photo: David Bardi and Sandy Varin heading off into sump 1 of the Huautla Resurgence. Photo by Chris Jewell.

After a hiatus of 15 years, an international team of cavers returned to continue exploration of the resurgence of Sistema Huautla. In 2001, Jason Mallinson and Rick Stanton did several dives in the resurgence until Jason, on the last dive, surfaced in an air chamber with a large tunnel seen heading off 10 vertical metres above water level without any way of exiting the water wearing dive gear. The goal of this expedition was to continue where Jason surfaced and find the way on.

The team used Santa Ana Cuahtemoc on the south side of the Santo Domingo canyon as a base camp from where they could make use of a newly built road into the Santo Domingo Canyon. They managed to reline the first two sumps, separated by a small water fall, and find the way on where Jason stopped in 2001. This led to a small rift which soon after surfaced in a dry chamber. Approximately 900 meters of dry passage was surveyed, but this dry passage did not carry the main stream and the continuation of the underwater river remained elusive. Nevertheless, two promising looking sumps north of the last point where the stream was seen where found in the dry passage which will hopefully lead to the way on towards Sistema Huautla. Continuing exploration in these sumps will be the main goal of an expedition in 2017.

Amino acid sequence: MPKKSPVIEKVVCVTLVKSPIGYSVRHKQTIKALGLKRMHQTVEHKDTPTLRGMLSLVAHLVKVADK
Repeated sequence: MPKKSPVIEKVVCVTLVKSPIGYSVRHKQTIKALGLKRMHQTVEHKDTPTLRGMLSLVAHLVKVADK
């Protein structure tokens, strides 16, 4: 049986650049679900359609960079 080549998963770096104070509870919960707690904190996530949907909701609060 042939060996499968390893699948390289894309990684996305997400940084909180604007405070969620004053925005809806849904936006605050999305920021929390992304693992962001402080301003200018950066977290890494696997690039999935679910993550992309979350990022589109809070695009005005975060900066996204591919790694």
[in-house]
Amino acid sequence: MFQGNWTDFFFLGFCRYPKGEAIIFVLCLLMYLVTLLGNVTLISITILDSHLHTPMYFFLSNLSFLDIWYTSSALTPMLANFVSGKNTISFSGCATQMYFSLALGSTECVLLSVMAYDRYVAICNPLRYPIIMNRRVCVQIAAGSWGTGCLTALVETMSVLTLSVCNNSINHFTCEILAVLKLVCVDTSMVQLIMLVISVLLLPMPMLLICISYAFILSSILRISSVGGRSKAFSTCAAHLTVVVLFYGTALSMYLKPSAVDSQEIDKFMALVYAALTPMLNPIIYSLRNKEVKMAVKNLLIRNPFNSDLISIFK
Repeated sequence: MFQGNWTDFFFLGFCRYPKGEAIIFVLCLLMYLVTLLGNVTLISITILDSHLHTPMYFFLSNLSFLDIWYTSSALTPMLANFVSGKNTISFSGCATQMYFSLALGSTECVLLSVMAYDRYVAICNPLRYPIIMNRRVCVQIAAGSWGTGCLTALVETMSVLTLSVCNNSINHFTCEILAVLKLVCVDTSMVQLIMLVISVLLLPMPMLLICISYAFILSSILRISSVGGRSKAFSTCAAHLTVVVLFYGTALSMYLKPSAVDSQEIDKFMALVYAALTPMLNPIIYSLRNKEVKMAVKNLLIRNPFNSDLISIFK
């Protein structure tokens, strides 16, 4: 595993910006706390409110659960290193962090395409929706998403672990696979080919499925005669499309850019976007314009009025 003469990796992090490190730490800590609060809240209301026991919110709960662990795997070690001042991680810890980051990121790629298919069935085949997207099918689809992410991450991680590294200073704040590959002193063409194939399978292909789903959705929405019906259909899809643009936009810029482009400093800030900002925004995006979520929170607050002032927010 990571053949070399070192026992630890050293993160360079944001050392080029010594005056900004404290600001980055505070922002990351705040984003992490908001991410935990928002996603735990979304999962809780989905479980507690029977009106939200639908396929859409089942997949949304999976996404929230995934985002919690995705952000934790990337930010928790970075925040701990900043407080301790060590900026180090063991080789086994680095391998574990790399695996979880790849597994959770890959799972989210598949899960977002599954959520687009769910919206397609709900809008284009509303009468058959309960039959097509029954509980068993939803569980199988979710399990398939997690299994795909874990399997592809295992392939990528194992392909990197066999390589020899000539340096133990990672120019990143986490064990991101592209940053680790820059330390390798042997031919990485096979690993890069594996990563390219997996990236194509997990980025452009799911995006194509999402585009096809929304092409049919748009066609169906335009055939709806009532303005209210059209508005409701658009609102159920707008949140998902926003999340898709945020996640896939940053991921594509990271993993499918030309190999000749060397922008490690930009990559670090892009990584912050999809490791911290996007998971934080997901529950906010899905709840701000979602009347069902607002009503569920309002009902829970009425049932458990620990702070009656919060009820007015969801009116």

Andreas Klocker in sump 1 in the Huautla resurgence. Photo by Chris Jewell.

In total 1.2 kilometres of cave was found, taking the total cave length to 2.33 kilometres. Fifteen dives were conducted to a depth of 65 metres and a duration of four hours. If the Cueva de la Pena Colorada, as hypothesized, is Sistema Huautla's overflow resurgence, then the cave must gain approximately 120 metres vertically over the next three kilometres, leading to the exciting conclusion that the cave will soon turn from a sump into a streamway with possibly vertical drops and spectacular water falls as found in San Agustin.